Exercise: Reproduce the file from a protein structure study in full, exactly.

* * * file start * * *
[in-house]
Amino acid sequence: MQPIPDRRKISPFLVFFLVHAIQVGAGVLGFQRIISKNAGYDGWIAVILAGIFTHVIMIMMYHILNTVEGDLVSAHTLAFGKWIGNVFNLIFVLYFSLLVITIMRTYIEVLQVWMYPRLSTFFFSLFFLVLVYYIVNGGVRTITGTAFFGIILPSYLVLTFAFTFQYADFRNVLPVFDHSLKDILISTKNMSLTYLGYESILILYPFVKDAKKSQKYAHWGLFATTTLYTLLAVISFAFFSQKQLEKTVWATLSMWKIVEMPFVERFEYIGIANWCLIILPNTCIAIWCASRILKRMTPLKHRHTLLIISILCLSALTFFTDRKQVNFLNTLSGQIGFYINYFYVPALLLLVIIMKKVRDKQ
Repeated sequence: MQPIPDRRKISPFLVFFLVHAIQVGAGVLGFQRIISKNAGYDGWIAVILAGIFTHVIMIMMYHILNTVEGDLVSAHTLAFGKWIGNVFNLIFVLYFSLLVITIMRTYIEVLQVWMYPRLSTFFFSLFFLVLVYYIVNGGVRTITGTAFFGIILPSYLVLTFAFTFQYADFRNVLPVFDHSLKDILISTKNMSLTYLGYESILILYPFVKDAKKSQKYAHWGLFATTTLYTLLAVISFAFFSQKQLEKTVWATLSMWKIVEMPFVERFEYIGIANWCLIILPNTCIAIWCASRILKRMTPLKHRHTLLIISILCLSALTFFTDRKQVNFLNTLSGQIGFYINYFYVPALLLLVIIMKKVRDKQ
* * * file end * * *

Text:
[in-house]
Amino acid sequence: MQPIPDRRKISPFLVFFLVHAIQVGAGVLGFQRIISKNAGYDGWIAVILAGIFTHVIMIMMYHILNTVEGDLVSAHTLAFGKWIGNVFNLIFVLYFSLLVITIMRTYIEVLQVWMYPRLSTFFFSLFFLVLVYYIVNGGVRTITGTAFFGIILPSYLVLTFAFTFQYADFRNVLPVFDHSLKDILISTKNMSLTYLGYESILILYPFVKDAKKSQKYAHWGLFATTTLYTLLAVISFAFFSQKQLEKTVWATLSMWKIVEMPFVERFEYIGIANWCLIILPNTCIAIWCASRILKRMTPLKHRHTLLIISILCLSALTFFTDRKQVNFLNTLSGQIGFYINYFYVPALLLLVIIMKKVRDKQ
Repeated sequence: MQPIPDRRKISPFLVFFLVHAIQVGAGVLGFQRIISKNAGYDGWIAVILAGIFTHVIMIMMYHILNTVEGDLVSAHTLAFGKWIGNVFNLIFVLYFSLLVITIMRTYIEVLQVWMYPRLSTFFFSLFFLVLVYYIVNGGVRTITGTAFFGIILPSYLVLTFAFTFQYADFRNVLPVFDHSLKDILISTKNMSLTYLGYESILILYPFVKDAKKSQKYAHWGLFATTTLYTLLAVISFAFFSQKQLEKTVWATLSMWKIVEMPFVERFEYIGIANWCLIILPNTCIAIWCASRILKRMTPLKHRHTLLIISILCLSALTFFTDRKQVNFLNTLSGQIGFYINYFYVPALLLLVIIMKKVRDKQ